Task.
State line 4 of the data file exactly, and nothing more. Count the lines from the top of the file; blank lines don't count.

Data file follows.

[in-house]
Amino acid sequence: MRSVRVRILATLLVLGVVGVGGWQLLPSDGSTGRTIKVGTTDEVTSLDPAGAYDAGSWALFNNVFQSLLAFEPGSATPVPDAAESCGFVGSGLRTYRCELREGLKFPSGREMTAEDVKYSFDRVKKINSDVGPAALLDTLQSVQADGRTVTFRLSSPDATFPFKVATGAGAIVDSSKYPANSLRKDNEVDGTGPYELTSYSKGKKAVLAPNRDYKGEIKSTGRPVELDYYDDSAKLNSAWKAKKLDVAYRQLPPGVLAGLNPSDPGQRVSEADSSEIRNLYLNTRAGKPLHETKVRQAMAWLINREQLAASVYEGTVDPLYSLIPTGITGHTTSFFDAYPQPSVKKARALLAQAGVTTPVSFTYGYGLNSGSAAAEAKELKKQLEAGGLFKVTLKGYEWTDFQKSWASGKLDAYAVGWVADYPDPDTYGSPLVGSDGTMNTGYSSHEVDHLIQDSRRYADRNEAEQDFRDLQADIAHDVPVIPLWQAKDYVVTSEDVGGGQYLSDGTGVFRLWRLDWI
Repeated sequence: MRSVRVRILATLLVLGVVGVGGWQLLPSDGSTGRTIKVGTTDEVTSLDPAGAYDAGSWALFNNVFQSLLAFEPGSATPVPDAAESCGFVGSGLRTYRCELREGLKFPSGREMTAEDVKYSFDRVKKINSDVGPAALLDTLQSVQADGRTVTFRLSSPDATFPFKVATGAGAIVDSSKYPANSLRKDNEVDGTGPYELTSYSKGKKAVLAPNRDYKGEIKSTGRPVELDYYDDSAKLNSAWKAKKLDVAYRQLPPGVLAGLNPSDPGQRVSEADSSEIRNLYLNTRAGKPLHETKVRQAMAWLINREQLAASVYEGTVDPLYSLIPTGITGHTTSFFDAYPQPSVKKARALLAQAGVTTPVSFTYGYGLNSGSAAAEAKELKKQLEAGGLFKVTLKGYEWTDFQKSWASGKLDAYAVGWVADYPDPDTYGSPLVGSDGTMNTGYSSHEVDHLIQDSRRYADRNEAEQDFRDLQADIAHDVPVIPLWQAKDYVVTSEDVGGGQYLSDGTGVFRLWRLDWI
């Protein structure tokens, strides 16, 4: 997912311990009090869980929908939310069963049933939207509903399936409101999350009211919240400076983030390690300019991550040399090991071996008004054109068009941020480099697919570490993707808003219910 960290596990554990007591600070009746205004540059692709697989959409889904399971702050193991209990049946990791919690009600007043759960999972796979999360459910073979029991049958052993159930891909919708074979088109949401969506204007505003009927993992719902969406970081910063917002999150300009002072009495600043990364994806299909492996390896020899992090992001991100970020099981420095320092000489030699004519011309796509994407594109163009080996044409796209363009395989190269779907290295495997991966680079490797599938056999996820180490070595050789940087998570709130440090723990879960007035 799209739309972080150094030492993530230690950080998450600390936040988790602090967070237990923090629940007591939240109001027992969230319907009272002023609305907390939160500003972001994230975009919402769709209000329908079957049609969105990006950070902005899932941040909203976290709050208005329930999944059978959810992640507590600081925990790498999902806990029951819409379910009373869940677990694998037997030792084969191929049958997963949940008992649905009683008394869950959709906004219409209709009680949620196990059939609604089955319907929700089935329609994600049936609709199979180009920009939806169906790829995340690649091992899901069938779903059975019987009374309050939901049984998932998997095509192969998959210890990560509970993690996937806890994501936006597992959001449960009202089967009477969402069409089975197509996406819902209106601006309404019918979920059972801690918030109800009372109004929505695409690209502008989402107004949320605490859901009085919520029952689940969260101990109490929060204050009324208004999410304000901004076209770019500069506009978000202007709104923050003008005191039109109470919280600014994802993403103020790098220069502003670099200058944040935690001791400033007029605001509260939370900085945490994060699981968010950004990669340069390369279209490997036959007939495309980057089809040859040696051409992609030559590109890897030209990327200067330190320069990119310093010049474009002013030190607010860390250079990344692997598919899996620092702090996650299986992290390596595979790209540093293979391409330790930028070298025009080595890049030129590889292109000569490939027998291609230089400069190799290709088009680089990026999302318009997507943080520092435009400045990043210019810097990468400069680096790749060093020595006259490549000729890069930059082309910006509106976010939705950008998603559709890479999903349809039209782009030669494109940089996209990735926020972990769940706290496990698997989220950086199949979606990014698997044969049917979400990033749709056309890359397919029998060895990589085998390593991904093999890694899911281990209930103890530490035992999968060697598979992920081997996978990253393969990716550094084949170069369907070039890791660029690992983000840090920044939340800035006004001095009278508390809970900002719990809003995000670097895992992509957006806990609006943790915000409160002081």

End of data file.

């Protein structure tokens, strides 16, 4: 997912311990009090869980929908939310069963049933939207509903399936409101999350009211919240400076983030390690300019991550040399090991071996008004054109068009941020480099697919570490993707808003219910 960290596990554990007591600070009746205004540059692709697989959409889904399971702050193991209990049946990791919690009600007043759960999972796979999360459910073979029991049958052993159930891909919708074979088109949401969506204007505003009927993992719902969406970081910063917002999150300009002072009495600043990364994806299909492996390896020899992090992001991100970020099981420095320092000489030699004519011309796509994407594109163009080996044409796209363009395989190269779907290295495997991966680079490797599938056999996820180490070595050789940087998570709130440090723990879960007035 799209739309972080150094030492993530230690950080998450600390936040988790602090967070237990923090629940007591939240109001027992969230319907009272002023609305907390939160500003972001994230975009919402769709209000329908079957049609969105990006950070902005899932941040909203976290709050208005329930999944059978959810992640507590600081925990790498999902806990029951819409379910009373869940677990694998037997030792084969191929049958997963949940008992649905009683008394869950959709906004219409209709009680949620196990059939609604089955319907929700089935329609994600049936609709199979180009920009939806169906790829995340690649091992899901069938779903059975019987009374309050939901049984998932998997095509192969998959210890990560509970993690996937806890994501936006597992959001449960009202089967009477969402069409089975197509996406819902209106601006309404019918979920059972801690918030109800009372109004929505695409690209502008989402107004949320605490859901009085919520029952689940969260101990109490929060204050009324208004999410304000901004076209770019500069506009978000202007709104923050003008005191039109109470919280600014994802993403103020790098220069502003670099200058944040935690001791400033007029605001509260939370900085945490994060699981968010950004990669340069390369279209490997036959007939495309980057089809040859040696051409992609030559590109890897030209990327200067330190320069990119310093010049474009002013030190607010860390250079990344692997598919899996620092702090996650299986992290390596595979790209540093293979391409330790930028070298025009080595890049030129590889292109000569490939027998291609230089400069190799290709088009680089990026999302318009997507943080520092435009400045990043210019810097990468400069680096790749060093020595006259490549000729890069930059082309910006509106976010939705950008998603559709890479999903349809039209782009030669494109940089996209990735926020972990769940706290496990698997989220950086199949979606990014698997044969049917979400990033749709056309890359397919029998060895990589085998390593991904093999890694899911281990209930103890530490035992999968060697598979992920081997996978990253393969990716550094084949170069369907070039890791660029690992983000840090920044939340800035006004001095009278508390809970900002719990809003995000670097895992992509957006806990609006943790915000409160002081």